Notes, acknowledgments, links


Photo: page 3, Alla Nazimova at ; page 6, Mata Hari at

Another January  

Photo: detail, Raindrops at

As Pictures

I have taken the title from William Shakespeare's play, Macbeth.  Lady Macbeth says, "...The sleeping and the dead / Are but as pictures." (II.ii.53-4).


In a collection of articles by Charles Rycroft, Psychoanalysis and Beyond (1985, Chatto & Windus), is his summary of some of John Bowlby's findings on attachment, separation and loss: "Healthy mourning can conveniently be divided into four stages: (a) numbing, (b) yearning and searching for the lost figure, (c) disorganization and despair, (d) reorganization. True sorrow is being resisted in stage (b) and admitted in stage (c)."

Solace was composed by Scott Joplin.

The picture is a detail from the painting, Sleeping Man, by Ellen Altfest, at





























Those Were The Days, My Friend 

Photos: page 1, Mom-original at; page 2, Moll Flanders (I can't recall on which website I found this picture).

The title phrase is from the English lyric by Gene Raskin to the Russian song, Dorogoi Dlinnoyu, by Boris Fomin and Konstantin Podrevskii.

Tomorrow in Metropolis

Photo: page 9, a still from the 1927 film, Metropolis, directed by Fritz Lang, at  also  for Lang's original trailer.

'Warm Valley'

Photos: page 1, ; page 3, ; page 5,  

A version of the story first appeared in Blue Light, the newsletter of The Duke Ellington Society UK, vol.12, no.4.  For information about Ellington, visit the DESUK website, and follow links to other sites there.

The recording of Warm Valley by Duke Ellington and His Famous Orchestra with solos by Ellington, Johnny Hodges and Cootie Williams referred to in the story can be heard on Youtube at

You Don't Have To Say You Love Me

Photos: pages 1, 4, ; page 2 at 

The song is by Pino Donaggio and Vito Pallavicini; English lyrics were by Vicki Wickham and Simon Napier-Bell.
















Foul Is Fair      

Fleance is a character in William Shakespeare's play, Macbeth.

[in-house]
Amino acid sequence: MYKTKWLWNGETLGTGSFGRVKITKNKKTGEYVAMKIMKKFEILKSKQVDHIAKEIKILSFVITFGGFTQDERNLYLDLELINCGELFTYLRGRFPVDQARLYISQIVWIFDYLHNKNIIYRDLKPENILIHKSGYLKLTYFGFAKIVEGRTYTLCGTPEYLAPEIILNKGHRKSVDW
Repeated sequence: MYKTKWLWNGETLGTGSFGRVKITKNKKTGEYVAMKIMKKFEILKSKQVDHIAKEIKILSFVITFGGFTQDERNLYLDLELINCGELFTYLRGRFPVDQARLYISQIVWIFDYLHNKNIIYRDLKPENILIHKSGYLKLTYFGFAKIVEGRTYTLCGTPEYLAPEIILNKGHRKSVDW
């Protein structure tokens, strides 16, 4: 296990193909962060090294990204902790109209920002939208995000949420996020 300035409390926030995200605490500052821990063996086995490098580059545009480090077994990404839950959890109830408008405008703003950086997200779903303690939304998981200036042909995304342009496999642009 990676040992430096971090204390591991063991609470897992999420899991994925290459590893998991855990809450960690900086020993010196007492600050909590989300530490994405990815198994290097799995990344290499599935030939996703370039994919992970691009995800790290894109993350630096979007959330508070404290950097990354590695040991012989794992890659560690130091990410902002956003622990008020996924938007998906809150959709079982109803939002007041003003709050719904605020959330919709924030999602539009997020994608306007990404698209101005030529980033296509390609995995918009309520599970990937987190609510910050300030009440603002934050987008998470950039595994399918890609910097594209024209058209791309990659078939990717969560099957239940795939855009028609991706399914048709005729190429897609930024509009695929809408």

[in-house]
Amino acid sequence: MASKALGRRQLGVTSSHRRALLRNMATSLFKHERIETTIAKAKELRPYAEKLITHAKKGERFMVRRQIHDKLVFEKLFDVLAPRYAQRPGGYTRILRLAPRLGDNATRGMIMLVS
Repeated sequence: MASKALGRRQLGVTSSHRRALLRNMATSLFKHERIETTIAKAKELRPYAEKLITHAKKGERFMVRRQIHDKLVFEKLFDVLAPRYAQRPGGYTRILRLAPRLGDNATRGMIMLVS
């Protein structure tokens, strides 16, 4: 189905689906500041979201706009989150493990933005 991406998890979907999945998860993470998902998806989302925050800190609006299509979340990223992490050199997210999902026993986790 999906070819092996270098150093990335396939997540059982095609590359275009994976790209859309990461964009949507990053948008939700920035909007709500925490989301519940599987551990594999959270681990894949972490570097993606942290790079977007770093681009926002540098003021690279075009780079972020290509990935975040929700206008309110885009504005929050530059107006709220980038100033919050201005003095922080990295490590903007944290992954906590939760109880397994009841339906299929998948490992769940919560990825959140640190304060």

Paintings and drawing are by Pablo Picasso: title page and pages 1, 2, 3, 5, all details from Guernica, 1937 at; page 2 (second picture), detail, Stalin, 1953 at; page 4, detail, Mother and Child, undated, at; page 6, detail, untitled painting at

The witches' recipes are from Reginald Scott, The Discoverie of Witchcraft, 1584. Geilles Duncane, Agnes Sampson and Agnes Tompson were named in witch trials in Newes From Scotland, 1591. Extracts from both are in John Dover Wilson's Life In Shakespeare's England (1944, Penguin).

A Good Fist

Photo: page 1, detail, early 1930s crowd scene, Hulton Archive.  Drawing: page 8, untitled by Roger Deacon, 1988:

A version of this story first appeared in Blue Light, the newsletter of The Duke Ellington Society UK, vol. 13, no. 4, under the title, 'Come Sunday'.  For information about Ellington, visit the DESUK website, and follow the links there.

I imagine that the piano improvisation played by Duke Ellington was to become the composition, Come Sunday , the second movement of an extended work, Black, Brown and Beige; Tone Parallel to the American Negro . Ten years later, in Carnegie Hall, Ellington and his musicians were to depict workers standing outside a church, watching and listening, unadmitted. The theme would develop to the time when the workers have a church of their own.

Recordings of Come Sunday by Duke Ellington and His Famous Orchestra can be heard on Youtube at and, with Mahalia Jackson singing, at


Drawing: untitled by Roger Deacon, 1988:    

Nineteen Fifty-seven

Photos: page 1, at; page 2, at

The music to Stairway to the Stars was by Matt Melneck and Frank Signorelli, the lyric by Mitchell Parish.

The Sigh, The Heart

Photos:  page 1, at ; page 7 at

I have taken the title from Karl Marx's Introduction to A Contribution to the Critique of Hegel's Philosophy of Right(1843-4): "Religion is the sigh of the oppressed creature, the heart of a heartless world."









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